My plot summary concentrates on Shan and Daiyan but `River of Stars’ is a complex novel told from many different points of view. Among these viewpoint characters are the wily prime minister of Kitai and his great rival, the ambitious deputy prime minister, an exiled poet and his diplomat brother, Shan’s homosexual husband, the ferocious war-leader of the Altai, a ritual-master who may or may not be a charlatan, and a military official who becomes Daiyan’s most loyal follower. From time to time an unnamed narrator nudges the reader into understanding how all of these people come to play a significant role in the fate of Kitai. Kay is a writer of great empathy who seems to have no difficulty getting inside the heads and hearts of his characters, whether they are heroes, villains or a bit of both. Nobody in the book is just a spear-carrier. Even when an a unfortunate soldier or sentry is doomed to die after one scene, Kay tends to give us the man’s whole back-story and innermost thoughts. Sometimes I would mutter, `Just die already’, because I was keen to get back to what was happening to Shan and Daiyan.
At a time when women were increasingly expected to stay at home being decorative and helpless, Shan is unusual in wanting a more challenging life, but she never seems like a modern feminist in historical dress. She expresses her individuality through calligraphy, music and writing song lyrics and her arranged marriage to dedicated antique-collector Qi Wai is a surprisingly successful one. Kay has written books based on a range of cultures but he seems particularly inspired by Chinese poetry and art. Clever pastiches of melancholy Chinese poems are used to great effect in this novel and the character of the principled poet Lu Chen seems to embody the soul of Kitai. Kay conveys both the cultural achievements of his Twelfth Dynasty and their terrible human cost. The Emperor’s garden is an exquisite work of art but thousands of people have been killed or injured dragging giant rocks to Hanjin in order to make it. I shall never look at classic Chinese gardens in quite the same way again.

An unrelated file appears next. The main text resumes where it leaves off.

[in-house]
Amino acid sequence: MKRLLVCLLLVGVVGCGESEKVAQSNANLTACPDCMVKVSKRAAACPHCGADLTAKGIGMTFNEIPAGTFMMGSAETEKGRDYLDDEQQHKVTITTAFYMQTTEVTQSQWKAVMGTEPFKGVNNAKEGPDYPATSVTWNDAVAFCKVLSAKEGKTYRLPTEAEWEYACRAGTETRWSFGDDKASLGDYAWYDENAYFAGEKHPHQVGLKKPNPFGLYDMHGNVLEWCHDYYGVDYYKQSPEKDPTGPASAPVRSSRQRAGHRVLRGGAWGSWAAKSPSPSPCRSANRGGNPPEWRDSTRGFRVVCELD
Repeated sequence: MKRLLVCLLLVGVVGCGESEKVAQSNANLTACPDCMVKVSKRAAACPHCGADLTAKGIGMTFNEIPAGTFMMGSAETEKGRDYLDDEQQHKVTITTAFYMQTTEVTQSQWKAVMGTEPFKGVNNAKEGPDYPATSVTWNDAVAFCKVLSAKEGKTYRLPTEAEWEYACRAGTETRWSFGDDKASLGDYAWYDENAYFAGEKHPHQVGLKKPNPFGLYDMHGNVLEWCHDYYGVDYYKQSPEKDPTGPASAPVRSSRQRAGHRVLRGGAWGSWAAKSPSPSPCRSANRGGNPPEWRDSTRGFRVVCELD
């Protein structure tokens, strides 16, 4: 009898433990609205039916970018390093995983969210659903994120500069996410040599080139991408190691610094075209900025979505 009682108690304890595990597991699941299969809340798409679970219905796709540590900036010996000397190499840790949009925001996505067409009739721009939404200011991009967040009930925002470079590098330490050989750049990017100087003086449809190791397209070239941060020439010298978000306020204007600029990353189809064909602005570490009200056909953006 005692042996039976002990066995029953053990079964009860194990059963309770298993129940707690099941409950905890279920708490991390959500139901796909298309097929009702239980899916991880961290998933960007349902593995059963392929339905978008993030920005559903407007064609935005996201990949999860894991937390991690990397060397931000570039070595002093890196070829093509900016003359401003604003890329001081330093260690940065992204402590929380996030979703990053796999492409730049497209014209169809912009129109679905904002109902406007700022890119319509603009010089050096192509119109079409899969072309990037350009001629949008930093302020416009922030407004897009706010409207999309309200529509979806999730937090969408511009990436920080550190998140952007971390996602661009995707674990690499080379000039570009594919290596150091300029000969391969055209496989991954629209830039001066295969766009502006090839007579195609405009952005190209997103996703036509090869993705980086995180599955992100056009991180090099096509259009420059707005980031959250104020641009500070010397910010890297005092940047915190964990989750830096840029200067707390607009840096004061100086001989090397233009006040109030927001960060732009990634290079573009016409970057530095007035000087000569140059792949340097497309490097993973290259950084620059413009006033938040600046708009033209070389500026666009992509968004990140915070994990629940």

In `River of Stars’ all the plotting and intrigue at the hapless Emperor’s court is both entertaining and appalling. There is a memorable scene in which Emperor Wenzong only finds out about a catastrophic defeat for his forces when he asks one of his gardeners why he is crying. The many fights and battle scenes are brilliantly described and Daiyan is convincing as a formidable archer and ingenious military strategist. These parts of the novel reminded me of one my all time favourite films, John Woo’s epic `Red Cliff’ (2008-2009 – make sure you see the uncut two-part version). `River of Stars’ and `Red Cliff’ both have grandeur and nobility. They honour the courage of men fighting to save their homeland without glorifying carnage. Kay shows unexpected acts of heroism when people in desperate situations discover what really matters to them, such as Qi Wai deciding that the antiques which shed light on the history of his country are worth dying for.
One of the things that I admire about Kay is that he refuses to take part in what I would call the `brutalization’ of Fantasy. As readers get harder to shock, many modern Fantasy novels are packed with ever more extreme scenes of sex and violence. Terrible things do happen in `River of Stars’, such as a court official quietly deciding that he must poison his wife or a barbarian ruler suffering death by fire-ants, but Kay never dwells on the gory details more than is necessary to make his point. To me, the most shocking thing in this story is the political betrayal of Daiyan’s ideals. Kay has said that `the legend-building process’ is one of the major themes of this novel and Daiyan becomes a victim of his own legend. `River of Stars’ has all the action you could want from Heroic Fantasy but it’s also subtle and moving. The only thing this story lacks is sheep. So, if you’re keen to celebrate the Year of the Sheep, I suggest that you also go to the new Aardman film, `Shaun the Sheep’, and laugh yourself silly. Until next time…